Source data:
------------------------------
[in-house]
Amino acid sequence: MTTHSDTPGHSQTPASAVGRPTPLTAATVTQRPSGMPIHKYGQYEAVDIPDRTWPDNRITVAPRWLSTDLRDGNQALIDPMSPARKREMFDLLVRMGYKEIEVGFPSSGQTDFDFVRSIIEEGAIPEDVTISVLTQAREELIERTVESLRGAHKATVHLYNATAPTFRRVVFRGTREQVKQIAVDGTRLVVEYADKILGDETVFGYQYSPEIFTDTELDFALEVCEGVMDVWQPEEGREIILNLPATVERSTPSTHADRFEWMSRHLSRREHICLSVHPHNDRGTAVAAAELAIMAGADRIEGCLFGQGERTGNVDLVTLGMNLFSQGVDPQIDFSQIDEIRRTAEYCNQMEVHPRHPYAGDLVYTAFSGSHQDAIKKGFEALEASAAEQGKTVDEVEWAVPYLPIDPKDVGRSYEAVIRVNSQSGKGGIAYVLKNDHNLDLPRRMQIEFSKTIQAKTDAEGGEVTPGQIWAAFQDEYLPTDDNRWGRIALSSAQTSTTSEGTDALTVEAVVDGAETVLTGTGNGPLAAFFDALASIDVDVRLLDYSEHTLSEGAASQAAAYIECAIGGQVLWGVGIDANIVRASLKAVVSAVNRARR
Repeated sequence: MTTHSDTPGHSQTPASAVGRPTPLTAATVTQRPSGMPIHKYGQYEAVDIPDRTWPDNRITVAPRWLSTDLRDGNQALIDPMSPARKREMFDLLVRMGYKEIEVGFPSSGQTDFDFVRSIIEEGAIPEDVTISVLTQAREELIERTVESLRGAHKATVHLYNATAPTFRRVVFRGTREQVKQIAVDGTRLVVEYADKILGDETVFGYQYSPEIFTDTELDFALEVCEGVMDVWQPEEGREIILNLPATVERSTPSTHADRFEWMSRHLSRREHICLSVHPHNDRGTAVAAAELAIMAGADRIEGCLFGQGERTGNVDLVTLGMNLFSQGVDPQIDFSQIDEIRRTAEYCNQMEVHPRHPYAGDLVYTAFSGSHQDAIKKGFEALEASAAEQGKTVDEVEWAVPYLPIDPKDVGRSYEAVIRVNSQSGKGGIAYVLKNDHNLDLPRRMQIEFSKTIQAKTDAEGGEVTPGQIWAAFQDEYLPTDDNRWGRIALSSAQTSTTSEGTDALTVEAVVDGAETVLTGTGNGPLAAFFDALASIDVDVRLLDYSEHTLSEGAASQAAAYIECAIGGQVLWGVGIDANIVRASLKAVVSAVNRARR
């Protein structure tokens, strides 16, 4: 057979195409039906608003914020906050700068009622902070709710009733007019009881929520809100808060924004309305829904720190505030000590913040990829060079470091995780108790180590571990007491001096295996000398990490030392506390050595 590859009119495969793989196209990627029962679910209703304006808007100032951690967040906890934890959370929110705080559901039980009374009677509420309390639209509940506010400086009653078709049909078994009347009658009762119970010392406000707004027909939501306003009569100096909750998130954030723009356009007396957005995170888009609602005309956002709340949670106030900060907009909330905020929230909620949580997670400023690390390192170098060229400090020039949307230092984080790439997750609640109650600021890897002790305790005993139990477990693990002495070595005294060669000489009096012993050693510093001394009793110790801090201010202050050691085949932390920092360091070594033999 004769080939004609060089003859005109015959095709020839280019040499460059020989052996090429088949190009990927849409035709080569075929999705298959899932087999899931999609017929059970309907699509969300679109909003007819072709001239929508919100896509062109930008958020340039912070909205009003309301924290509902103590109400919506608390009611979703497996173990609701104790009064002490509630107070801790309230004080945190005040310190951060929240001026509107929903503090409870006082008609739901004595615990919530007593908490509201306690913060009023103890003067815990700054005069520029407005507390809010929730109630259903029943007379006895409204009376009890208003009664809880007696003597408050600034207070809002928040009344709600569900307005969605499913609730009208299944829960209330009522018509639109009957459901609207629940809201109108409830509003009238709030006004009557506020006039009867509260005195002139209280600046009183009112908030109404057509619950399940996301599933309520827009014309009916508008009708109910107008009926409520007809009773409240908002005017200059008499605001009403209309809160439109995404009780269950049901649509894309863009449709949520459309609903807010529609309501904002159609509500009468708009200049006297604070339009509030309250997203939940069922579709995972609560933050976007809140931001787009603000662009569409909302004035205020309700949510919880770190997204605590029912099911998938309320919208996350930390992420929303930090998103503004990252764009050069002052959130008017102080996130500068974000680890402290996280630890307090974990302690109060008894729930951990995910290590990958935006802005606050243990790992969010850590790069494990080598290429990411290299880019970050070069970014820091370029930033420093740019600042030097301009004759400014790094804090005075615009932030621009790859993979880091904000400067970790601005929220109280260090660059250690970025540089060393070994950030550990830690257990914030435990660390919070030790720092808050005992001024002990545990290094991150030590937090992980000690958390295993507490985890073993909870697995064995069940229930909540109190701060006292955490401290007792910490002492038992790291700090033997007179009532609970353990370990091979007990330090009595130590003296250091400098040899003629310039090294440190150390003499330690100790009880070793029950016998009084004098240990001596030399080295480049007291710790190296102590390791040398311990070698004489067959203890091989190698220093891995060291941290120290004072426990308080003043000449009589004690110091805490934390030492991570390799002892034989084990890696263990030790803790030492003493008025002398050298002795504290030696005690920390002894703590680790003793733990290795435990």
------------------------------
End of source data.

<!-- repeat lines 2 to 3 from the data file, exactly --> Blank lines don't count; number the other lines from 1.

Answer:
Amino acid sequence: MTTHSDTPGHSQTPASAVGRPTPLTAATVTQRPSGMPIHKYGQYEAVDIPDRTWPDNRITVAPRWLSTDLRDGNQALIDPMSPARKREMFDLLVRMGYKEIEVGFPSSGQTDFDFVRSIIEEGAIPEDVTISVLTQAREELIERTVESLRGAHKATVHLYNATAPTFRRVVFRGTREQVKQIAVDGTRLVVEYADKILGDETVFGYQYSPEIFTDTELDFALEVCEGVMDVWQPEEGREIILNLPATVERSTPSTHADRFEWMSRHLSRREHICLSVHPHNDRGTAVAAAELAIMAGADRIEGCLFGQGERTGNVDLVTLGMNLFSQGVDPQIDFSQIDEIRRTAEYCNQMEVHPRHPYAGDLVYTAFSGSHQDAIKKGFEALEASAAEQGKTVDEVEWAVPYLPIDPKDVGRSYEAVIRVNSQSGKGGIAYVLKNDHNLDLPRRMQIEFSKTIQAKTDAEGGEVTPGQIWAAFQDEYLPTDDNRWGRIALSSAQTSTTSEGTDALTVEAVVDGAETVLTGTGNGPLAAFFDALASIDVDVRLLDYSEHTLSEGAASQAAAYIECAIGGQVLWGVGIDANIVRASLKAVVSAVNRARR
Repeated sequence: MTTHSDTPGHSQTPASAVGRPTPLTAATVTQRPSGMPIHKYGQYEAVDIPDRTWPDNRITVAPRWLSTDLRDGNQALIDPMSPARKREMFDLLVRMGYKEIEVGFPSSGQTDFDFVRSIIEEGAIPEDVTISVLTQAREELIERTVESLRGAHKATVHLYNATAPTFRRVVFRGTREQVKQIAVDGTRLVVEYADKILGDETVFGYQYSPEIFTDTELDFALEVCEGVMDVWQPEEGREIILNLPATVERSTPSTHADRFEWMSRHLSRREHICLSVHPHNDRGTAVAAAELAIMAGADRIEGCLFGQGERTGNVDLVTLGMNLFSQGVDPQIDFSQIDEIRRTAEYCNQMEVHPRHPYAGDLVYTAFSGSHQDAIKKGFEALEASAAEQGKTVDEVEWAVPYLPIDPKDVGRSYEAVIRVNSQSGKGGIAYVLKNDHNLDLPRRMQIEFSKTIQAKTDAEGGEVTPGQIWAAFQDEYLPTDDNRWGRIALSSAQTSTTSEGTDALTVEAVVDGAETVLTGTGNGPLAAFFDALASIDVDVRLLDYSEHTLSEGAASQAAAYIECAIGGQVLWGVGIDANIVRASLKAVVSAVNRARR